But with BYOD becoming more widely embraced in all sectors – as a means of reducing costs and demands on IT – mobile application management and security become trickier. “Employees don't expect personal privacy when operating a company-owned computer, so surveillance-style security solutions meet little resistance from users,” Zimperium's Michelsen says. “But when employees bring their own mobile devices to work, monitoring web searches, messaging content and other application activity becomes a major violation of privacy.” Hence, he says enterprises cannot duplicate their existing endpoint security processes for mobile.
The major issue here is that most companies implement BYOD policies without having compliant and secure programs in place for all of their employees and members of the organization, says Stafford of Diligent. “It is the responsibility of the business to make sure they are aware of the applications their employees are using in order to come up with a security solution and procedure in advance.”
John Labelle (left), senior security consultant at Optiv, believes that much as they do with web applications, “organizations should assume that the client side of mobile applications is not completely secure. Attackers will always be able to look into and alter functionality, even for binaries or obfuscated code.” Leonard, also at Optiv, points out that another hurdle with mobile application security is that “it takes to long to deliver security fixes to devices.” Some manufacturers do a good job of providing regular updates to a majority of their devices, while others have to deal with a much more complicated delivery process, where an update to a device has to wait on security patch development from the operating system development team, the device manufacturer and the specific cellular carrier on which the device is running, Leonard adds.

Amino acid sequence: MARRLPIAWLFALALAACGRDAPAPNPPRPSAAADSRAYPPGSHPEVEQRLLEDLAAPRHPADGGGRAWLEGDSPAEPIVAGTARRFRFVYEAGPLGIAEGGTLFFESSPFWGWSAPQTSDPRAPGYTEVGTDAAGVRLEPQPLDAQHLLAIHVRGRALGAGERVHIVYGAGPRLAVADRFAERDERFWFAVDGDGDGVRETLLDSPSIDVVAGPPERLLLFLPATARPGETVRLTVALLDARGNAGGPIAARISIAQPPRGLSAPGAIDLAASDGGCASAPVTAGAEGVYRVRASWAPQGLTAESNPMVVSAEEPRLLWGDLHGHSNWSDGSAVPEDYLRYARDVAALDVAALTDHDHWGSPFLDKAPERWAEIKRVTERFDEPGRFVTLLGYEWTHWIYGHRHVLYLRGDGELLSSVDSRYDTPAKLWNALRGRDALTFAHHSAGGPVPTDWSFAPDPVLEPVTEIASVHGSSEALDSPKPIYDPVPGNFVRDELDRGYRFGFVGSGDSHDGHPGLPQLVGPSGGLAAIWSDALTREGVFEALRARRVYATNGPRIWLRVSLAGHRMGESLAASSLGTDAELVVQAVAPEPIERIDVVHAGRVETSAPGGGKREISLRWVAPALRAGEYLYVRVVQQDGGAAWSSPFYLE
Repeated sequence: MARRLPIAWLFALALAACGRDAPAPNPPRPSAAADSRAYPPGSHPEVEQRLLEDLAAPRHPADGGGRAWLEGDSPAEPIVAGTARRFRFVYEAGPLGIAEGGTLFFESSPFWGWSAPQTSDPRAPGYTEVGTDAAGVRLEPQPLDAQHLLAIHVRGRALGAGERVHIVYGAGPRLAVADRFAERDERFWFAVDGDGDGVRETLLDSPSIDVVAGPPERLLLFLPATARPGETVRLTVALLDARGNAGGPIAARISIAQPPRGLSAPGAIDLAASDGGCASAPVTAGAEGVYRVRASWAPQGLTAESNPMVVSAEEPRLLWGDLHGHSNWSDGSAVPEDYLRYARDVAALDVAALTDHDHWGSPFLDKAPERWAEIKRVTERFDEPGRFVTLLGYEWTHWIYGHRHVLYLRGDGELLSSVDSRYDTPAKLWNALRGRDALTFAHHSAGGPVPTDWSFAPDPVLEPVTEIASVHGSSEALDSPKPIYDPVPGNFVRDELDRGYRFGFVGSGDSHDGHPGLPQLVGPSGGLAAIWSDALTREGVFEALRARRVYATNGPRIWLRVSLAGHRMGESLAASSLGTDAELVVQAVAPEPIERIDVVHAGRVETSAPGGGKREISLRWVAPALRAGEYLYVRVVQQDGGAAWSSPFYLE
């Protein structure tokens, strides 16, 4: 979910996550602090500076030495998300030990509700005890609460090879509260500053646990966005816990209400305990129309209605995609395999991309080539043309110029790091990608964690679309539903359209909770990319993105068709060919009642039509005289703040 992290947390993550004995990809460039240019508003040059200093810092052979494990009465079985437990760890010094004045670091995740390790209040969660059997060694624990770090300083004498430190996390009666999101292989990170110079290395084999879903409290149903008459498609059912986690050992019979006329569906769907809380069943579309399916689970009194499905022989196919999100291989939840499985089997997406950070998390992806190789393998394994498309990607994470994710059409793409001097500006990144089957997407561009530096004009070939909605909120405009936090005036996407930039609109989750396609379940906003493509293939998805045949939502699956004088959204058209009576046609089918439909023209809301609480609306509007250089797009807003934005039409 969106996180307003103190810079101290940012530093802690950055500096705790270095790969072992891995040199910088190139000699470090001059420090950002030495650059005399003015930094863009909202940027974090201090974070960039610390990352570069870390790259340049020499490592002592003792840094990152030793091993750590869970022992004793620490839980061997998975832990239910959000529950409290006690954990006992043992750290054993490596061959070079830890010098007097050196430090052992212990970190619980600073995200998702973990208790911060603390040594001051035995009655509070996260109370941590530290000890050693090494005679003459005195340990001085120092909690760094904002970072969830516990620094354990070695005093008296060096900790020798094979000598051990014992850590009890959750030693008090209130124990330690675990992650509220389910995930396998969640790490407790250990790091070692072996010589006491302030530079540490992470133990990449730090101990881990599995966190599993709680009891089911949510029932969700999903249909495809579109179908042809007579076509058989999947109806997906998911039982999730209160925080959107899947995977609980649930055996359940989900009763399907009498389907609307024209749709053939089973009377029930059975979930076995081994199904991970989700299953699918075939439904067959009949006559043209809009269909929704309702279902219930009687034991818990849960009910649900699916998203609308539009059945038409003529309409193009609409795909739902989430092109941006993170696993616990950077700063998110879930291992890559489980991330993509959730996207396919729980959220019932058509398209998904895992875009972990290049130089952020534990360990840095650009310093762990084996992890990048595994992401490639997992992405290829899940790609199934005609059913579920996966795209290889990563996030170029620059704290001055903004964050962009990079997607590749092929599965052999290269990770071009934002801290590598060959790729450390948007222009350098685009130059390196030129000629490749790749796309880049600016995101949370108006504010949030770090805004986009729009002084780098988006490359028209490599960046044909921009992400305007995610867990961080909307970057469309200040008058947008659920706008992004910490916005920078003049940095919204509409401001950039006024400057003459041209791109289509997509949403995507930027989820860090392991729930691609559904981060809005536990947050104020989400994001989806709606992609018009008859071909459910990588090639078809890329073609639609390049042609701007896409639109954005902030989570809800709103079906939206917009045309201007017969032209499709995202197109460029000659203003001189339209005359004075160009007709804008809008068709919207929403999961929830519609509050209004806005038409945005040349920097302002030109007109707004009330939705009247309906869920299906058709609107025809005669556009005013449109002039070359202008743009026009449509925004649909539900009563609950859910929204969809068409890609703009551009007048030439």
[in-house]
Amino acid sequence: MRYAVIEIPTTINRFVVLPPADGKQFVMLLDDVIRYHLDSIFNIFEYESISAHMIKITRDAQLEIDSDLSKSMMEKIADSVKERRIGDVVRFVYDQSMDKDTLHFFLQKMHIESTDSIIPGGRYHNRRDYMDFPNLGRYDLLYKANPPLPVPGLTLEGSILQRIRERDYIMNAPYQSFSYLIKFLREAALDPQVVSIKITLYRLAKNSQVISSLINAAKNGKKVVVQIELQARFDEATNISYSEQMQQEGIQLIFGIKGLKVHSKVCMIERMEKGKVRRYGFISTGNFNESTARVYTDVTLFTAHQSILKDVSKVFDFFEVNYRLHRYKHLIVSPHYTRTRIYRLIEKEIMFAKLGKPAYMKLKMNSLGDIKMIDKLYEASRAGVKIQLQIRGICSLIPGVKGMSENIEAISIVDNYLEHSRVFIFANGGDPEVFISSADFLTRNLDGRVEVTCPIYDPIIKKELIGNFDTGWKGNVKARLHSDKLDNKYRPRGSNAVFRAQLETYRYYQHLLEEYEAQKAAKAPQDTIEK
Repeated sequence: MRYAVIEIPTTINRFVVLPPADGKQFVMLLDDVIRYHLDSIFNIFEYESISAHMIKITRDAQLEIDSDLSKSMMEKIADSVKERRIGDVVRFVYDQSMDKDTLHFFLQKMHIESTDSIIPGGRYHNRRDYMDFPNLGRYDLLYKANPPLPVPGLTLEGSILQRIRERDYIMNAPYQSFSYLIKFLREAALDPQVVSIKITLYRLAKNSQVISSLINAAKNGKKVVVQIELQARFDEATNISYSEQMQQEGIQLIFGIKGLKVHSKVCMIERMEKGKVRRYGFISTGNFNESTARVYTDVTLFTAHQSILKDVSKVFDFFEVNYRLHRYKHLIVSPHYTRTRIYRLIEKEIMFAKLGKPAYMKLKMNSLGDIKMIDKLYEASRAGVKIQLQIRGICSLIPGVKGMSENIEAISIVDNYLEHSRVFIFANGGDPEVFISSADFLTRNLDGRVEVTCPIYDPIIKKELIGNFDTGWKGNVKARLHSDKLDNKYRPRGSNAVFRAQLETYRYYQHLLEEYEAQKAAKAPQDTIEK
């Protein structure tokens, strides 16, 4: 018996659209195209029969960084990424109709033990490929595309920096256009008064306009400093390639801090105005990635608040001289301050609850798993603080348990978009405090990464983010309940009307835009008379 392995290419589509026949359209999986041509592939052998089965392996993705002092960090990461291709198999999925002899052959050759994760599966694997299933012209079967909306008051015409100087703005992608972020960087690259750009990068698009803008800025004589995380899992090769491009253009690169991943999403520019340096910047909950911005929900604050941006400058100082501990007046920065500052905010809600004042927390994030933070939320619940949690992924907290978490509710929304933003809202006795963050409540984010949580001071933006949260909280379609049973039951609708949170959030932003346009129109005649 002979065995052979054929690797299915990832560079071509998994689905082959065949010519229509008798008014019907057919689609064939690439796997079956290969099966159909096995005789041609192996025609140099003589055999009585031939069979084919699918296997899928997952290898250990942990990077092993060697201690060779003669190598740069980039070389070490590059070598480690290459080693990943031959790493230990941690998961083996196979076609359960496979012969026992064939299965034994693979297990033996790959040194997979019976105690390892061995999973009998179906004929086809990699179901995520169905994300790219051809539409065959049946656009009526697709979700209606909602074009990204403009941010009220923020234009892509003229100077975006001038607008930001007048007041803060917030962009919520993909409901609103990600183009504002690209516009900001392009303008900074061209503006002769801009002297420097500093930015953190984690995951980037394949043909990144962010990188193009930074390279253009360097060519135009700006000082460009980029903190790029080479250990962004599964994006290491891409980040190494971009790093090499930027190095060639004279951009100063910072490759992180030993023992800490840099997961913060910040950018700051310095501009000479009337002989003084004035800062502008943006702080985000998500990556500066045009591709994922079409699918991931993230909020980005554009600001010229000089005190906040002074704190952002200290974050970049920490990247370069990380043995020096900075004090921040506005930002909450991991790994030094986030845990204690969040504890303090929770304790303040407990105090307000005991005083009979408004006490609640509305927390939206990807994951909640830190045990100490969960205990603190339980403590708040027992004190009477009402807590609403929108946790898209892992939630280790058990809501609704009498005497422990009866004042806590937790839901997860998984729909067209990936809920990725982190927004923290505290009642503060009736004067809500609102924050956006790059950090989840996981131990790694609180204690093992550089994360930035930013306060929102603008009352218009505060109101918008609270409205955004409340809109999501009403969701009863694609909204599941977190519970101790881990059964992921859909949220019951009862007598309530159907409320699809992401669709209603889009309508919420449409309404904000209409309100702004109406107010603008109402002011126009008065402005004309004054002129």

“Also, mobile applications can be easily downloaded and reverse engineered by attackers, giving them a better understanding of how an app works and how it possibly can be exploited,” Leonard (right) adds. “This gives them a significant advantage over a traditional web application, where the application code is stored on a server which would need to be compromised before the application could be inspected.”
An added complication is that mobile applications are often outsourced to third-party developers who have expertise in mobile application development, O'Leary points out. “These third-party developers often care more about getting it done quickly than building good security practices in,” he adds. “We've seen some pretty egregious vulnerabilities in recent mobile applications.” For instance, O'Leary says one mobile application asked for an email and password to register; if the email already existed as a user, it would simply update that user with the new password. “Effectively, I could update anyone's password and login as them if I knew their email,” he adds.
When an organization is developing its own mobile applications, they should follow a secure development lifecycle with all the normal steps of threat modeling, security architecture, security testing, training and the rest, says Jeff Williams, co-founder and chief technology officer of Contrast Security, a Los Altos, Calif.-based application security firm. He adds that internal developers should consider the OWASP Mobile Security Top Ten project as a good starting point for specific risks. And when it comes to externally developed mobile applications, Williams says companies should be very careful to select those that have a strong security story about how their code is built, secured and tested. “They should use mobile device management (MDM) and mobile application management (MAM) solutions to control risks to their enterprise from those applications.”
For his part, O'Leary believes more companies need to make their mobile applications part of their risk assessment and standard vulnerability identification program. “These apps could have serious vulnerabilities that would completely devastate a company,” he adds. “Getting a good third-party security assessment on your mobile applications is a must.” O'Leary also suggests that organizations have a specific plan in place to fix these mobile vulnerabilities as soon as they are detected. “Once it's released and a vulnerability is found, your user base is vulnerable until all of them update their application,” he points out.
But even when it comes to established security approaches, it seems harder to strike a balance between making users safer and making it harder for them to manage their own applications. Optiv's Labelle is seeing more companies use anti-jailbreaking trapping and source obfuscation tools. “This isn't going to have the desired effect, which is improved security,” he says. “Making an application harder to use or understand does not always make it more secure.” People who may want to help – consultants or researchers, for example – can be locked out of the process of improving security if the application becomes too unwieldy for anyone but those familiar with it, he says.
“Basically, when you raise the bar so much that good guys can't access your app, the only ones left looking are the bad guys,” Labelle adds.